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Mysql Database Queries for beginners.

Delving into the world of database management, MySQL stands out as a robust and versatile choice. At its core are MySQL database queries, the essential tools for interacting with the database. These queries allow users to retrieve, modify, and organize data within a MySQL database. In this article, we will explore the ins and outs of MySQL database queries, including their syntax, functions, and best practices. Whether you’re a seasoned developer or a newcomer, understanding MySQL database queries is fundamental for optimizing database operations and gaining valuable insights from your data.

MySQL for Beginners: Learn SQL Queries and Database Basics from Scratch part 1

Terms and definitions

Database: A structured collection of data organized in a way that it can be easily accessed, managed, and updated.
Database Management System (DBMS): Software that interacts with end-users, applications, and the database itself to capture and analyze data. MySQL is a popular DBMS.
MySQL: An open-source relational database management system (RDBMS) that uses Structured Query Language (SQL) for managing and manipulating data.

Key Concepts

Relational Database:

1. Organize data into tables with rows and columns.

2. Relationships between data entities are maintained.

1. Basic storage unit in MySQL.

2. Consists of rows (records) and columns (fields).
Column (Field):

1. Represents a specific piece of data in a table.

2. Each column has a data type that defines what type of data it can hold (e.g., int, varchar, date).

Row (Record):
1. A single entry in a table, containing data for each column.
Primary Key:

1. A unique identifier for each row in a table.

2. Helps in uniquely identifying rows.
Foreign Key:

1. A field in a table that refers to the primary key in another table.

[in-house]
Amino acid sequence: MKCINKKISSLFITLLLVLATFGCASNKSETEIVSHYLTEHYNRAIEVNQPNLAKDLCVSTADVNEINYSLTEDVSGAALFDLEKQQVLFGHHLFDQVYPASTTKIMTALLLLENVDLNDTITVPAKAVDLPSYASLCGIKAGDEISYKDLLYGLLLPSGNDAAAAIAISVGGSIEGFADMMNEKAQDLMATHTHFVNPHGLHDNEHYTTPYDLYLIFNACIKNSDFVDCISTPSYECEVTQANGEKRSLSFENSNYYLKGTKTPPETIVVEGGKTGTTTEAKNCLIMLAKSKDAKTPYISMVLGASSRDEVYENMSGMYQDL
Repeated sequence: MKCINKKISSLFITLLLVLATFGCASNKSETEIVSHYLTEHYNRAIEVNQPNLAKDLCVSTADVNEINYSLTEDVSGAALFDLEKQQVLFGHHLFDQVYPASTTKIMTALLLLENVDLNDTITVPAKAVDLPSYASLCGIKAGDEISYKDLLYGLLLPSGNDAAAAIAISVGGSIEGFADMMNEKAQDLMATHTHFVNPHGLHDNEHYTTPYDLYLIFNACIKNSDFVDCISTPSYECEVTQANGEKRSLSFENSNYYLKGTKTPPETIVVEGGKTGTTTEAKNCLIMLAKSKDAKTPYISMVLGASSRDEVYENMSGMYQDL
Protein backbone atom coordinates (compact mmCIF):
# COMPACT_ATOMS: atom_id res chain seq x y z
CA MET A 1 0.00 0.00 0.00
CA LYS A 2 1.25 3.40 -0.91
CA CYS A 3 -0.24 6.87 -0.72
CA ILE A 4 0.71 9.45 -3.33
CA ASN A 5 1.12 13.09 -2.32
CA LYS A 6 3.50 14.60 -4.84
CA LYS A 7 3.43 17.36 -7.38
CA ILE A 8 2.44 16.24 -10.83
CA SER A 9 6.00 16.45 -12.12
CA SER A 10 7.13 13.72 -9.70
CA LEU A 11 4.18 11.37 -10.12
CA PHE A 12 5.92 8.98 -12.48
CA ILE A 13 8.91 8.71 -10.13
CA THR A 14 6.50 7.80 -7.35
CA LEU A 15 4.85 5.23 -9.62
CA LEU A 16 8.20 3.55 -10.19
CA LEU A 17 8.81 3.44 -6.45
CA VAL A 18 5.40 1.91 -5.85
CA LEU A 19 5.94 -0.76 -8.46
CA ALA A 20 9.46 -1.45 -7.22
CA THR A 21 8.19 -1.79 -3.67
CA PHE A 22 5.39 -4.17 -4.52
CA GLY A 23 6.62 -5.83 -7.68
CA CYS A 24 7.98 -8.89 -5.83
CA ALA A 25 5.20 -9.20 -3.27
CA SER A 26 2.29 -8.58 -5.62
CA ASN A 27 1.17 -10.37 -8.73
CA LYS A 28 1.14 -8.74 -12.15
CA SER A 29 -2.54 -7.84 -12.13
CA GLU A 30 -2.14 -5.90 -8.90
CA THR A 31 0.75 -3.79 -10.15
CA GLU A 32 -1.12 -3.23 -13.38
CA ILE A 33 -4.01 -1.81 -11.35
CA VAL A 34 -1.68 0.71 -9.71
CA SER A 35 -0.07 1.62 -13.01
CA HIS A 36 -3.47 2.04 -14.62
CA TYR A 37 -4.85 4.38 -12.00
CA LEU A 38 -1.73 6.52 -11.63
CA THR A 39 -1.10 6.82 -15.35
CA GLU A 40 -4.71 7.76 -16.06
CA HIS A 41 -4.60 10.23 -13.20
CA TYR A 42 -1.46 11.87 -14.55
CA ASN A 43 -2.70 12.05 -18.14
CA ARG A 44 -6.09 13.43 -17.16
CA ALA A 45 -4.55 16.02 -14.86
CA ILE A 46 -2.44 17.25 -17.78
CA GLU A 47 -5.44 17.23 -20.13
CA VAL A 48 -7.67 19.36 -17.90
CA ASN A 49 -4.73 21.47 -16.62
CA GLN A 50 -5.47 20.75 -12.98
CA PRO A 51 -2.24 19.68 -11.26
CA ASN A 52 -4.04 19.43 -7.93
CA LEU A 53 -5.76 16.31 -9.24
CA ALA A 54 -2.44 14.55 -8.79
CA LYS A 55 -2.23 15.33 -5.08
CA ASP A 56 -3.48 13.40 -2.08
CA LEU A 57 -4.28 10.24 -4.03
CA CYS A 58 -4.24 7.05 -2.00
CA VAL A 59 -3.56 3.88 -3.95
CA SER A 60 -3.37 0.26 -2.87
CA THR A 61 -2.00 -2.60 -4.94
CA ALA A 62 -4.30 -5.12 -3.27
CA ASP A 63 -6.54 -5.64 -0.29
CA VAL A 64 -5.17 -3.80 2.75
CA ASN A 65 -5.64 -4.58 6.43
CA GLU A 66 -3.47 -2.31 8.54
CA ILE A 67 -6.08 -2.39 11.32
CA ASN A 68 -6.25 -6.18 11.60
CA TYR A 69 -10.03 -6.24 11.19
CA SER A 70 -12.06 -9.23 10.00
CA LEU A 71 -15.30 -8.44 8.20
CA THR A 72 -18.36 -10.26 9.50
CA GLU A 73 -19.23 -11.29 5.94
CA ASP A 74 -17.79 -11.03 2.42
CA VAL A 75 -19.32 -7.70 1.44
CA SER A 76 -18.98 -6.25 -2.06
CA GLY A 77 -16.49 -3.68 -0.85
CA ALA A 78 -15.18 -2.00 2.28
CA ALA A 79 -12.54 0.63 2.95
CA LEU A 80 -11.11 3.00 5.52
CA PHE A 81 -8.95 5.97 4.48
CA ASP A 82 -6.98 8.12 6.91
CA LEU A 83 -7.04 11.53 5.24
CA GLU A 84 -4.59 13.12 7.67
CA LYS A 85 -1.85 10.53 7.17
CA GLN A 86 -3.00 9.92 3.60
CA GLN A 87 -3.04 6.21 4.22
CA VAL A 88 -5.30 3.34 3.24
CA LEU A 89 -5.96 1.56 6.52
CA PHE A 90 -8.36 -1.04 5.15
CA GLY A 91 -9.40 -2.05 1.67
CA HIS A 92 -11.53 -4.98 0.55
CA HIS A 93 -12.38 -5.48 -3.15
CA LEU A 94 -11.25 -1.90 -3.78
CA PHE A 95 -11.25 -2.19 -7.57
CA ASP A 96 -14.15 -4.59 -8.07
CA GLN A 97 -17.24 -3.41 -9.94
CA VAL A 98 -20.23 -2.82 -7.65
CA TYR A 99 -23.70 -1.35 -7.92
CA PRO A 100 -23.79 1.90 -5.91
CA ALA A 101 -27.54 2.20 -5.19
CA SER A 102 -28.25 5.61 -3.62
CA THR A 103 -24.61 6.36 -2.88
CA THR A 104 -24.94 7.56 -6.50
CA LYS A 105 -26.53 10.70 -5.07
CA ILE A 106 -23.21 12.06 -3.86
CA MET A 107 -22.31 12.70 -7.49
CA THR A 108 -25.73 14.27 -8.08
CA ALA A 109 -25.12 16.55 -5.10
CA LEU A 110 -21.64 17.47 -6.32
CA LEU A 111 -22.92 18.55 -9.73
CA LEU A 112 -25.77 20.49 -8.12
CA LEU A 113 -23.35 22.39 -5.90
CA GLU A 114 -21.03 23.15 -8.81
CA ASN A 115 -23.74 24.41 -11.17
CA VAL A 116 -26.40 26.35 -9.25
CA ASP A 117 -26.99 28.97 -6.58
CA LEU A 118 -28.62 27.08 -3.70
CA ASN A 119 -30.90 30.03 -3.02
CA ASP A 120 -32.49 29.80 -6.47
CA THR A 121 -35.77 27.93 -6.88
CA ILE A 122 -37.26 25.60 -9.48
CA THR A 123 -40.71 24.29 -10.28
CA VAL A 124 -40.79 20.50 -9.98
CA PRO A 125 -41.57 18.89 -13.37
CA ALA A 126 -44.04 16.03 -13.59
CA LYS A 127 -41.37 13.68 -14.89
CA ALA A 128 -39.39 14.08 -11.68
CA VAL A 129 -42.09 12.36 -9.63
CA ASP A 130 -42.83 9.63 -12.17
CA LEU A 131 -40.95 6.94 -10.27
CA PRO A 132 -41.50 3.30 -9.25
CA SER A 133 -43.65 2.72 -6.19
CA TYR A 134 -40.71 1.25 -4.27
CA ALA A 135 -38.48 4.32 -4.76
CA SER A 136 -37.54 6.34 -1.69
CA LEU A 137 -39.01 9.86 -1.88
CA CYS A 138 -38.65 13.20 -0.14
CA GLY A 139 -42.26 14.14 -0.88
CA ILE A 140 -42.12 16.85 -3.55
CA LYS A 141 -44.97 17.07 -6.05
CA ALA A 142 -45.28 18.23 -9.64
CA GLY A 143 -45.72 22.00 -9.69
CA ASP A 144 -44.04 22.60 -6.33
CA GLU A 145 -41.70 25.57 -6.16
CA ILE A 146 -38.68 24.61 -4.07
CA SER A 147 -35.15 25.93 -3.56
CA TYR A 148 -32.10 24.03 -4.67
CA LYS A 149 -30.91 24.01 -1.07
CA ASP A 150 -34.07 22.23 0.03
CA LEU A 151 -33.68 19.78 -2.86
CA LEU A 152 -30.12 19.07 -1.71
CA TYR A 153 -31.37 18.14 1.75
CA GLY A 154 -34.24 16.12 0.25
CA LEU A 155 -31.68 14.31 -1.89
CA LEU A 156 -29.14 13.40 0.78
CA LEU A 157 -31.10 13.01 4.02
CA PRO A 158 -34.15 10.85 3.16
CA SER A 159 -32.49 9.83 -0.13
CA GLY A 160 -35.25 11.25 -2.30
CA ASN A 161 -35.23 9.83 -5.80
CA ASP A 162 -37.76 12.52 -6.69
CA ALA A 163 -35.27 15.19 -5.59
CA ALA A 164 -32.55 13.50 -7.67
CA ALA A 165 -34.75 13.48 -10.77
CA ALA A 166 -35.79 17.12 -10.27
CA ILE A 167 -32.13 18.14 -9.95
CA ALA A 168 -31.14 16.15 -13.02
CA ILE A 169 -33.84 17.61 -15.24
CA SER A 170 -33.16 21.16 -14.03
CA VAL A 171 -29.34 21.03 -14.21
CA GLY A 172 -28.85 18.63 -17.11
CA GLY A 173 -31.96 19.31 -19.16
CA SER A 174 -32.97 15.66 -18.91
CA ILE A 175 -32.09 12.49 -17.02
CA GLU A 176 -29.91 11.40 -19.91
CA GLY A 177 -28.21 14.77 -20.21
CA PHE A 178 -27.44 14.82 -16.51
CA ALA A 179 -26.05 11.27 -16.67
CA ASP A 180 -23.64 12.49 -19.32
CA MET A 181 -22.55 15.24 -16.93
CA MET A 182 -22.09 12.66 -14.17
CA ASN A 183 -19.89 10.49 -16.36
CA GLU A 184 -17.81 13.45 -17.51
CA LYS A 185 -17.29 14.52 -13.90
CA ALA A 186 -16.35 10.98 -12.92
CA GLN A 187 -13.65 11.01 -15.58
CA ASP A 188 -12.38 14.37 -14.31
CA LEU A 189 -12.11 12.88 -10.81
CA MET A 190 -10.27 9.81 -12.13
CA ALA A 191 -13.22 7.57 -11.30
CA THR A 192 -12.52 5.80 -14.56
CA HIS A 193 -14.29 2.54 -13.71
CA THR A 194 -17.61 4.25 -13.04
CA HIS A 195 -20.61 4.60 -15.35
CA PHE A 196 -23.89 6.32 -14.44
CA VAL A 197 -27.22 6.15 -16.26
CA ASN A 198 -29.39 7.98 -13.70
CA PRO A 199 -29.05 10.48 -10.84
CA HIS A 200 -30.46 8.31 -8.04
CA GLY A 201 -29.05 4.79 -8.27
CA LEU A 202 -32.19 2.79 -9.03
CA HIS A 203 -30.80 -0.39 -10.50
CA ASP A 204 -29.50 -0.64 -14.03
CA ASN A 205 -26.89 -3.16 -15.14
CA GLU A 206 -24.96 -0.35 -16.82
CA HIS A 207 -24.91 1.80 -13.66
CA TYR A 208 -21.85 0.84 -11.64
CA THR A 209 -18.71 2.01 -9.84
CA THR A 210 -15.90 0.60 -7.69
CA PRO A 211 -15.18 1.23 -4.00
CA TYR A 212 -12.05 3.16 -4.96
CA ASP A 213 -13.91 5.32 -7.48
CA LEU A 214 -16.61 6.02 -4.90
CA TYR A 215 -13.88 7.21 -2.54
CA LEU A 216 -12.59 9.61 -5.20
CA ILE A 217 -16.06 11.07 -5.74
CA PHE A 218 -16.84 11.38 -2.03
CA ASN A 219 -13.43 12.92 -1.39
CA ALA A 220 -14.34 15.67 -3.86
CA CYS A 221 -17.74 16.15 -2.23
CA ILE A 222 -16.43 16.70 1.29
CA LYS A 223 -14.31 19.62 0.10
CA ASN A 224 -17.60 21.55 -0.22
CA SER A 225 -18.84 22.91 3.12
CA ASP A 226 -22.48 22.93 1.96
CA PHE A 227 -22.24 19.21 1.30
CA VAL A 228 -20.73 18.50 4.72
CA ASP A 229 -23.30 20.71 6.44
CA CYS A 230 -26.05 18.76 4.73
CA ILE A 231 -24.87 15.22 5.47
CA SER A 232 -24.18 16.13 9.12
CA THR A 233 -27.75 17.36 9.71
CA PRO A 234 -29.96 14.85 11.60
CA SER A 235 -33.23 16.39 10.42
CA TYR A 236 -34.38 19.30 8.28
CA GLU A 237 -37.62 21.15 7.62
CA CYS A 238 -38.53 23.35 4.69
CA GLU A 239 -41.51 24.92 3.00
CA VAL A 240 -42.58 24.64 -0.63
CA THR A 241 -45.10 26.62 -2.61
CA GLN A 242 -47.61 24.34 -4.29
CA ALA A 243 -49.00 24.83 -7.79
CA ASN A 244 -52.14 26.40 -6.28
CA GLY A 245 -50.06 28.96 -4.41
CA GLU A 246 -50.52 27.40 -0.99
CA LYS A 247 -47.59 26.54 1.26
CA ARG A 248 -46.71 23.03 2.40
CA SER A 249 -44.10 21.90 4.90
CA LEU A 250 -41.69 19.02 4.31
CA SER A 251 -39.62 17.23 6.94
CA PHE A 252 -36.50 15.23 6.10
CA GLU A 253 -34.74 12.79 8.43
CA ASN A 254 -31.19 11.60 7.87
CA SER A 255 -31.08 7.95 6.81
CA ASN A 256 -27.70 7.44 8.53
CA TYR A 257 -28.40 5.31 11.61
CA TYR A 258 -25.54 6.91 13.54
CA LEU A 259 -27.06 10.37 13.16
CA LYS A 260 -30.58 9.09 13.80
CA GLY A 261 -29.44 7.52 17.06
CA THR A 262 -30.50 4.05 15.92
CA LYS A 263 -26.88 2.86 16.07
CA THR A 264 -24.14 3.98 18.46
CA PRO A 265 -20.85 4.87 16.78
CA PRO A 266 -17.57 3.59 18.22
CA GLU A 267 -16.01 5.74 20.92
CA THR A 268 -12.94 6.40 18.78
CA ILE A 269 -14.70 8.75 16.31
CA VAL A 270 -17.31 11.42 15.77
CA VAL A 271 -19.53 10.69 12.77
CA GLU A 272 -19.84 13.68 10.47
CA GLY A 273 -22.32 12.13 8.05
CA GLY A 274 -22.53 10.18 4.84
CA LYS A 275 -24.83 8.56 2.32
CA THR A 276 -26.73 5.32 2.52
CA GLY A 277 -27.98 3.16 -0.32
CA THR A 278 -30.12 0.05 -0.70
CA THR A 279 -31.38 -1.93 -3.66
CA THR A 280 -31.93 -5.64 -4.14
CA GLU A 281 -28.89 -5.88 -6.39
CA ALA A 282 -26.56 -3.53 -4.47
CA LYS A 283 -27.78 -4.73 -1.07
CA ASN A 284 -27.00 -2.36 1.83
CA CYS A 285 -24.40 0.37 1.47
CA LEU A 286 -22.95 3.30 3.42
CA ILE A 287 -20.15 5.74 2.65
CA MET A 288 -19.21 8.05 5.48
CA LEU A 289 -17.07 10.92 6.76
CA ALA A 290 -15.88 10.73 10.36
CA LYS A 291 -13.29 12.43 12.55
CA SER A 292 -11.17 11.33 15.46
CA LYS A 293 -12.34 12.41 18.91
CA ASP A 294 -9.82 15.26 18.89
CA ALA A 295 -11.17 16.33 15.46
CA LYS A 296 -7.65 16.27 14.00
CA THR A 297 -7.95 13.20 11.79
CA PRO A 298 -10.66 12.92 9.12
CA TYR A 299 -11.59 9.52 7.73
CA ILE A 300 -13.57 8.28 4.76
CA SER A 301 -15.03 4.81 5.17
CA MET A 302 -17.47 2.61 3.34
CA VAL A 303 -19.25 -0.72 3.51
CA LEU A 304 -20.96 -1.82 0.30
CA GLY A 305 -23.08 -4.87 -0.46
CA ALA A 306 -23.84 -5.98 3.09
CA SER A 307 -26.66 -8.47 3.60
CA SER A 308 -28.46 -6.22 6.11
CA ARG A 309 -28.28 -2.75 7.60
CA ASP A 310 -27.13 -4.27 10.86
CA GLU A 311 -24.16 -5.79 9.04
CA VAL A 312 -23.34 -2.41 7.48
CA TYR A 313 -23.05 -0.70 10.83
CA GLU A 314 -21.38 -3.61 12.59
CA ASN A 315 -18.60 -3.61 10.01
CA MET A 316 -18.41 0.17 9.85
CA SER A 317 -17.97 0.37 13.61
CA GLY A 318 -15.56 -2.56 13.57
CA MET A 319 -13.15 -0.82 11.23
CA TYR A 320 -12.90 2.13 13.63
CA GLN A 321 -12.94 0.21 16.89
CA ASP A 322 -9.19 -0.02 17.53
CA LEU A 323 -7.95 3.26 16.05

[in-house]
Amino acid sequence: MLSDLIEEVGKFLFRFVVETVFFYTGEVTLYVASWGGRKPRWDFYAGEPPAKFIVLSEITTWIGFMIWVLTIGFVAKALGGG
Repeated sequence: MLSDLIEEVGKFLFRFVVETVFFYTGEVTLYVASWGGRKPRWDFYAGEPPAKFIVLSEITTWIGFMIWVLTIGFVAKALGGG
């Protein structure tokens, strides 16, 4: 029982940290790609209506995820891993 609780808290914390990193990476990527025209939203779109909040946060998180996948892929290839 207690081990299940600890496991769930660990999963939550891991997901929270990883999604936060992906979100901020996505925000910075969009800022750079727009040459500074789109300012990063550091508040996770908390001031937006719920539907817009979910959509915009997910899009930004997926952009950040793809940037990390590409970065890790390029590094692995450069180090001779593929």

2. Establishes relationships between tables.

How to access MySQL server

Once the MySQL server is installed, you can access it on the command line, by running the following command:

mysql -u root      #for passwordless login
mysql -u root -p   #when you have the root password. Input the same password set when installing the service.
mysql -u myuser -p -h -P 3306 -D mydatabase  #To access the database from a remote server.

Fetch all databases

To get a list of the databases created on the server, run the following commands:

show databases;

create a database

To create a new database, run the following command replacing database_name with the preferred darabase name.

create database database_name;

Switch to a specific database

Once you identify the database you wish to work with, switch or activate it through the command:

use databasename;   #switches to the mentioned database 

Data Types used in Mysql

MySQL supports various data types for defining columns in a table. These data types determine the kind of data that can be stored in a column:

Numeric Types:

  • INT or INTEGER: Integer type, can be signed or unsigned.
  • TINYINT: Very small integer, typically used for boolean values.
  • SMALLINT: Small integer.
  • MEDIUMINT: Medium-sized integer.
  • BIGINT: Large integer.
  • FLOAT: Single-precision floating-point number.
  • DOUBLE or REAL: Double-precision floating-point number.
  • DECIMAL or NUMERIC: Fixed-point exact decimal value.

Date and Time Types:

  • DATE: Date in the format YYYY-MM-DD.
  • TIME: Time in the format HH:MM:SS.
  • DATETIME: Combined date and time in the format YYYY-MM-DD HH:MM:SS.
  • TIMESTAMP: Combined date and time, similar to DATETIME but automatically converts to the session’s time zone.
  • YEAR: Year in 4-digit format (e.g., 2023).

String Types:

  • CHAR(size): Fixed-length string, maximum size is 255 characters.
  • VARCHAR(size): Variable-length string, maximum size is 65535 characters.
  • TEXT: Variable-length string, that can hold a large amount of text.
  • BLOB: Binary large object, for storing binary data.
  • ENUM: Enumeration type, where each column value must be one of a predefined list of values.
  • SET: Similar to ENUM, but a column can have multiple values from the predefined list

Create a table

To create a database table, ensure that you switch to the database where you want to create the table.

    name VARCHAR(255),
    age INT,
    location VARCHAR(255),
    income INT
#Here, the table is named users

Inserting data into the table

To insert data into a database table use the INSERT keywork.

INSERT INTO users (name, age, location, income) VALUES ('John', 30, 'New York', 80000);
INSERT INTO users (name, age, location, income) VALUES ('Emily', 35, 'San Francisco', 95000);

Describe a table

The describe keyword gives more information about a table. The information returns contain the table Fields, data types of each field, default values, Null value status, extra tags, and key tags.

describe table_name; 

Select data

To select data, you can opt to fetch all columns of a table or selected columns.

select * from users;  #select all table entries from the users table